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of Christianity. It is a great and blessed thing when a man has, from his youth up, been faithful; neither transgressed in any considerable respect, the will of his Heavenly Father. For such a one a crown of glory is laid up; for such a one the promise abideth sure that he shall dwell in the presence of God for ever! How many dangers does he not escape who, from the beginning of his course, has never widely wandered! How many fears, how many bitter sorrows, how many struggles against habits of length ened evil, how many agonies unspeakable of repentance, of shame, of doubt, of terror and despair, has he escaped, which must be assuredly undergone by him who at the third, the sixth, or, still more, at the eleventh hour, is awakened to a sense of his condition. Yet even of this last, whose day is drawing to a close, the case, though most perilous, is not altogether desperate. His heart may yet be touched; he may yet seek the face of the Lord sincerely, humbly, penitently; and that gracious Lord, before whose angels there is joy on the conversion of a single sinner, that Lord who bare with Him from the cross the spirit of the penitent thief to Paradise, will not disdain even the offering of a single and a last hour, nor shut the gates of Heaven against repentance under any circumstances. But can he regain his lost ground in the race? Can he, beginning late, yet equal his earlier competitors ? that must depend on ten thousand different circumstances; but it must, under all circumstances to a certain degree, depend on himself. His task will be the harder, too hard I own for a dying man; and for an old man, unassisted by an extraordinary measure of Divine grace, beyond the reach of possibility ; yet much may, in the strength of the Most High, be done; and if he sanctifies his few remaining years to the service of God, with a livelier faith in pro. portion as his end is nearer, a deeper sorrow in proportion as his sense of guilt is keener, a holier fear in proportion as his danger is great, and an unbounded love in proportion as the mercy shown to him is unbounded, it may be that some of those who have in past life accounted him reprobate, may to their surprise, but in Heaven surely not to their envy, hear the sentence, “I will give unto this last even as unto thee !"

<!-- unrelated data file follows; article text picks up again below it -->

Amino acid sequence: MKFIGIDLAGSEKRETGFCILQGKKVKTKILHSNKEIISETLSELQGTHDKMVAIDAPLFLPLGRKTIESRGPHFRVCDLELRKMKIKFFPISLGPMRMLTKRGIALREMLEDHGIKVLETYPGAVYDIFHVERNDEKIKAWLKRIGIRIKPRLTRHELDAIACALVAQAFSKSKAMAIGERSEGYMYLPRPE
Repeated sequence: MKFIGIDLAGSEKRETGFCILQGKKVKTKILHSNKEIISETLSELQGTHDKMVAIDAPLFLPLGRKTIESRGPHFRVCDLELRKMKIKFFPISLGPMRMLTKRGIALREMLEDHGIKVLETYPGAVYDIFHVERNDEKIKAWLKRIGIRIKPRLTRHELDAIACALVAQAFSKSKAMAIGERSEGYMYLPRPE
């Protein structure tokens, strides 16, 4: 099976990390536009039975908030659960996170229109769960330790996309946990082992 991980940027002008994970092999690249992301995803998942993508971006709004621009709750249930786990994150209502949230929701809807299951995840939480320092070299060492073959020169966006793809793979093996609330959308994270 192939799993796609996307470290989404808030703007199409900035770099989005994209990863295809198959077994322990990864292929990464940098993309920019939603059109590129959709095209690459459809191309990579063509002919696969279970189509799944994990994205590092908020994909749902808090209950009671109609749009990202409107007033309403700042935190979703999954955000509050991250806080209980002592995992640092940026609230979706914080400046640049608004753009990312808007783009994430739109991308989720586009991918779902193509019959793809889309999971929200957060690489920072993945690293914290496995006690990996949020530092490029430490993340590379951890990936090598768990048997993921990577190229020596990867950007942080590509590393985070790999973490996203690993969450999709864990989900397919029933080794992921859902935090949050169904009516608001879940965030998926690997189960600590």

The sum of all is this, that the most experienced Christian has great need to fly from confidence ; and the most dispirited penitent no reason for indulging in despair. The first, even in his most prosperous course, will do well to take heed, lest those, whom he has left far behind, should, through his carelessness, be gaining ground on him; and he should learn to think more comfortably and hopefully of many whose present condition appears most estranged from God, inasmuch as we know not but an acceptable time may yet be found, in which they may be called of God, and hear His voice, and gladly and successfully become His labourers. The second may be emboldened to a more excellent zeal and a warmer piety, to improve to the best advantage whatever time remains to them, by the assurance that for those who labour well even a single hour, a reward may be in store, at which even their associates in glory may be astonished. But let all men beware how they suffer precedents of this sort to withdraw them from a timely care of their salvation, as knowing that whenever they are last called is the eleventh hour to them; that the later our repentance is deferred, it must needs be the more arduous and sorro

rrowful; thàt neither youth nor middle age are exempt from the accidents of mortality; that though life should be granted, it does not follow that grace will return; and that he who commits his soul to the chance of an evening which may never arrive, and a warning which may never be granted to him, may learn too late the consequence of his unspeakable folly, when the vintage is ended and the night is come, and the steward of the vineyard shall descend in His Father's name to recompense their deserts alike to the profitable and unprofitable servant!




[Preached at Bombay, on Whitsunday, May 22 ; at Colombo, Sep.

tember 18; and at Calcutta, on Advent Sunday, November 27, 1825; in aid of the Incorporated Society for the Propagation of the Gospel in Foreign Parts.]

Астѕ ii. 38, 39., The promise is unto you and to your children and to all

that are afar off, even as many as the Lord our God shall call.